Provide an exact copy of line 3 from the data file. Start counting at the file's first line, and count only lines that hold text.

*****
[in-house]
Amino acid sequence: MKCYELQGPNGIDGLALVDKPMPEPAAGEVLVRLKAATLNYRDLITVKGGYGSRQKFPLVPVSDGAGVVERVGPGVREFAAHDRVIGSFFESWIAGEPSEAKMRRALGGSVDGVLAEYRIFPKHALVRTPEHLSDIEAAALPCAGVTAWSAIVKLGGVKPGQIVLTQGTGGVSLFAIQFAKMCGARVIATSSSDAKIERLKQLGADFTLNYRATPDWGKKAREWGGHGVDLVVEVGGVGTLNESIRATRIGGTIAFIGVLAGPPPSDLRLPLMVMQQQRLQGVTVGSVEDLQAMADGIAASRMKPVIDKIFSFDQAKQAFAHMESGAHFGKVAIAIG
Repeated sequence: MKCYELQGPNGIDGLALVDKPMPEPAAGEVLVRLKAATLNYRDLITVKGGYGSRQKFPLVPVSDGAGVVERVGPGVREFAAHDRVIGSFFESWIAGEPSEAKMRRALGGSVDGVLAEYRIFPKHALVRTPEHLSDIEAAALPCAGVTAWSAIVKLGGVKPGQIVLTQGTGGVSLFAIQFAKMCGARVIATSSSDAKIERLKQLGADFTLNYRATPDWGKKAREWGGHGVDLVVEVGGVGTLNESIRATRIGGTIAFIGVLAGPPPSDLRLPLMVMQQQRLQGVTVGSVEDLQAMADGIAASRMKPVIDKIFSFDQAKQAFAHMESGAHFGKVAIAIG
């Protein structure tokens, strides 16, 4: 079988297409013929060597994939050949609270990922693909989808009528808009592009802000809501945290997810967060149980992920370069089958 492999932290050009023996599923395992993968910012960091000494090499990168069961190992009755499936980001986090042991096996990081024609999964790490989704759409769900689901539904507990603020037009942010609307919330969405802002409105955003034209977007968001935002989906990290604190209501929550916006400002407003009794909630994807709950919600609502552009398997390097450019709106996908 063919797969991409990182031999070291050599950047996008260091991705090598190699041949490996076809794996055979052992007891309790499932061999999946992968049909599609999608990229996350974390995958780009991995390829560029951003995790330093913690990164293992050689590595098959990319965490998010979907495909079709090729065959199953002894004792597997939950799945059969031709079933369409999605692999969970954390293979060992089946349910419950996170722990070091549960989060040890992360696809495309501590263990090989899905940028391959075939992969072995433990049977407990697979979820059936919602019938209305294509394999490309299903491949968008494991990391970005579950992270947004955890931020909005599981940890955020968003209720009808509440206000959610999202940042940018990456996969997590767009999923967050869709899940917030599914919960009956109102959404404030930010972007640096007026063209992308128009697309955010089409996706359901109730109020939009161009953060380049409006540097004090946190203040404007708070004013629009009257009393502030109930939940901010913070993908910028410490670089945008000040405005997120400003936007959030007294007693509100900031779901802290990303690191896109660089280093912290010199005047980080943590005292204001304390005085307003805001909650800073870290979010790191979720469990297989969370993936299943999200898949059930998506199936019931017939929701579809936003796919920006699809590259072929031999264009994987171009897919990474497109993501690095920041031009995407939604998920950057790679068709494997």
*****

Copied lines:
Repeated sequence: MKCYELQGPNGIDGLALVDKPMPEPAAGEVLVRLKAATLNYRDLITVKGGYGSRQKFPLVPVSDGAGVVERVGPGVREFAAHDRVIGSFFESWIAGEPSEAKMRRALGGSVDGVLAEYRIFPKHALVRTPEHLSDIEAAALPCAGVTAWSAIVKLGGVKPGQIVLTQGTGGVSLFAIQFAKMCGARVIATSSSDAKIERLKQLGADFTLNYRATPDWGKKAREWGGHGVDLVVEVGGVGTLNESIRATRIGGTIAFIGVLAGPPPSDLRLPLMVMQQQRLQGVTVGSVEDLQAMADGIAASRMKPVIDKIFSFDQAKQAFAHMESGAHFGKVAIAIG